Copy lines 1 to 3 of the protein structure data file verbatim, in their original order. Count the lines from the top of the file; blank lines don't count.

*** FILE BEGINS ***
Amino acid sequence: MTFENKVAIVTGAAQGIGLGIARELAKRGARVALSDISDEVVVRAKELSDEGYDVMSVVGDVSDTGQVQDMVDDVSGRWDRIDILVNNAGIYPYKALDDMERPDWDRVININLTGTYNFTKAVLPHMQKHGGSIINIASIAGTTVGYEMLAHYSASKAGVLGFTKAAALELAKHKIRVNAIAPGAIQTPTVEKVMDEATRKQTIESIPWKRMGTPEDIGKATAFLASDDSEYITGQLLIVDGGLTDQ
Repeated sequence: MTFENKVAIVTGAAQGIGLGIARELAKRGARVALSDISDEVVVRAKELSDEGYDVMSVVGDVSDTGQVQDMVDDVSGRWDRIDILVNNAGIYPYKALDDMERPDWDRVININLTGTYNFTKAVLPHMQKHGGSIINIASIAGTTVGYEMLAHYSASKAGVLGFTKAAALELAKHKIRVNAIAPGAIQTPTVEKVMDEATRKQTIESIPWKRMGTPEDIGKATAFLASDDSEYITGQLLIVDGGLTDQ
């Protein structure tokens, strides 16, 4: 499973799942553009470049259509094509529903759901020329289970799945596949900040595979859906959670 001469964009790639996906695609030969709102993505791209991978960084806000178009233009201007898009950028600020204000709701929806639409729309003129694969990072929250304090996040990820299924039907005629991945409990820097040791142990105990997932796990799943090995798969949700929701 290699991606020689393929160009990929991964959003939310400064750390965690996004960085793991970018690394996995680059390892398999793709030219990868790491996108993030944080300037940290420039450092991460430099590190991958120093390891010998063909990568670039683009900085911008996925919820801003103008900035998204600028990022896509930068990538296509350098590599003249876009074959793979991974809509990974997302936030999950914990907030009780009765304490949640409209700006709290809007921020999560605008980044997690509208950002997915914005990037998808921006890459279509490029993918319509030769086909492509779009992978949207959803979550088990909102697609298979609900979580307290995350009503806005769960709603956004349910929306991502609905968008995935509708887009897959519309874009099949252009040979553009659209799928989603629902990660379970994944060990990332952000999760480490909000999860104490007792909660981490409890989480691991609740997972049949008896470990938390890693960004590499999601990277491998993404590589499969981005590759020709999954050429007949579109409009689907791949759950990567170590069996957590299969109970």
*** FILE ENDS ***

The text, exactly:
Amino acid sequence: MTFENKVAIVTGAAQGIGLGIARELAKRGARVALSDISDEVVVRAKELSDEGYDVMSVVGDVSDTGQVQDMVDDVSGRWDRIDILVNNAGIYPYKALDDMERPDWDRVININLTGTYNFTKAVLPHMQKHGGSIINIASIAGTTVGYEMLAHYSASKAGVLGFTKAAALELAKHKIRVNAIAPGAIQTPTVEKVMDEATRKQTIESIPWKRMGTPEDIGKATAFLASDDSEYITGQLLIVDGGLTDQ
Repeated sequence: MTFENKVAIVTGAAQGIGLGIARELAKRGARVALSDISDEVVVRAKELSDEGYDVMSVVGDVSDTGQVQDMVDDVSGRWDRIDILVNNAGIYPYKALDDMERPDWDRVININLTGTYNFTKAVLPHMQKHGGSIINIASIAGTTVGYEMLAHYSASKAGVLGFTKAAALELAKHKIRVNAIAPGAIQTPTVEKVMDEATRKQTIESIPWKRMGTPEDIGKATAFLASDDSEYITGQLLIVDGGLTDQ
């Protein structure tokens, strides 16, 4: 499973799942553009470049259509094509529903759901020329289970799945596949900040595979859906959670 001469964009790639996906695609030969709102993505791209991978960084806000178009233009201007898009950028600020204000709701929806639409729309003129694969990072929250304090996040990820299924039907005629991945409990820097040791142990105990997932796990799943090995798969949700929701 290699991606020689393929160009990929991964959003939310400064750390965690996004960085793991970018690394996995680059390892398999793709030219990868790491996108993030944080300037940290420039450092991460430099590190991958120093390891010998063909990568670039683009900085911008996925919820801003103008900035998204600028990022896509930068990538296509350098590599003249876009074959793979991974809509990974997302936030999950914990907030009780009765304490949640409209700006709290809007921020999560605008980044997690509208950002997915914005990037998808921006890459279509490029993918319509030769086909492509779009992978949207959803979550088990909102697609298979609900979580307290995350009503806005769960709603956004349910929306991502609905968008995935509708887009897959519309874009099949252009040979553009659209799928989603629902990660379970994944060990990332952000999760480490909000999860104490007792909660981490409890989480691991609740997972049949008896470990938390890693960004590499999601990277491998993404590589499969981005590759020709999954050429007949579109409009689907791949759950990567170590069996957590299969109970």